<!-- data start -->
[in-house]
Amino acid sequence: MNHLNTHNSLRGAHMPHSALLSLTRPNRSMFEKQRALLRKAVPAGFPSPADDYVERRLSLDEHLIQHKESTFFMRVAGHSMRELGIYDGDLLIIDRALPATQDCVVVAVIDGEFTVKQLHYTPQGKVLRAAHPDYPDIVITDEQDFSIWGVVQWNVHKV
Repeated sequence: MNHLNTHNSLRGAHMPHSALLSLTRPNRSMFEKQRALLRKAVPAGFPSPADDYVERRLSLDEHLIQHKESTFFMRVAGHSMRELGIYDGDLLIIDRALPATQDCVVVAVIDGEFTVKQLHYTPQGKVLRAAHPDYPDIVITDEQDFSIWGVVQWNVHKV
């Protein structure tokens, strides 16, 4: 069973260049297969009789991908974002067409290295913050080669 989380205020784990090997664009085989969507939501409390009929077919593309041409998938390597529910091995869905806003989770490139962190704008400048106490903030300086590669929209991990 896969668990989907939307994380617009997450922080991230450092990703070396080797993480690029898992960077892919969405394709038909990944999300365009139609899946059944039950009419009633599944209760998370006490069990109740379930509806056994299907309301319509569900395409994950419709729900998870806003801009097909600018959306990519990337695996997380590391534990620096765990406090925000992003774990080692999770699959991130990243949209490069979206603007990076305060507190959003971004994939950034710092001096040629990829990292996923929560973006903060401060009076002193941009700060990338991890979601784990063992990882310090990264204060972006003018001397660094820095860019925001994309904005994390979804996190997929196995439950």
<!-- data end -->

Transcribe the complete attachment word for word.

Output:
[in-house]
Amino acid sequence: MNHLNTHNSLRGAHMPHSALLSLTRPNRSMFEKQRALLRKAVPAGFPSPADDYVERRLSLDEHLIQHKESTFFMRVAGHSMRELGIYDGDLLIIDRALPATQDCVVVAVIDGEFTVKQLHYTPQGKVLRAAHPDYPDIVITDEQDFSIWGVVQWNVHKV
Repeated sequence: MNHLNTHNSLRGAHMPHSALLSLTRPNRSMFEKQRALLRKAVPAGFPSPADDYVERRLSLDEHLIQHKESTFFMRVAGHSMRELGIYDGDLLIIDRALPATQDCVVVAVIDGEFTVKQLHYTPQGKVLRAAHPDYPDIVITDEQDFSIWGVVQWNVHKV
């Protein structure tokens, strides 16, 4: 069973260049297969009789991908974002067409290295913050080669 989380205020784990090997664009085989969507939501409390009929077919593309041409998938390597529910091995869905806003989770490139962190704008400048106490903030300086590669929209991990 896969668990989907939307994380617009997450922080991230450092990703070396080797993480690029898992960077892919969405394709038909990944999300365009139609899946059944039950009419009633599944209760998370006490069990109740379930509806056994299907309301319509569900395409994950419709729900998870806003801009097909600018959306990519990337695996997380590391534990620096765990406090925000992003774990080692999770699959991130990243949209490069979206603007990076305060507190959003971004994939950034710092001096040629990829990292996923929560973006903060401060009076002193941009700060990338991890979601784990063992990882310090990264204060972006003018001397660094820095860019925001994309904005994390979804996190997929196995439950």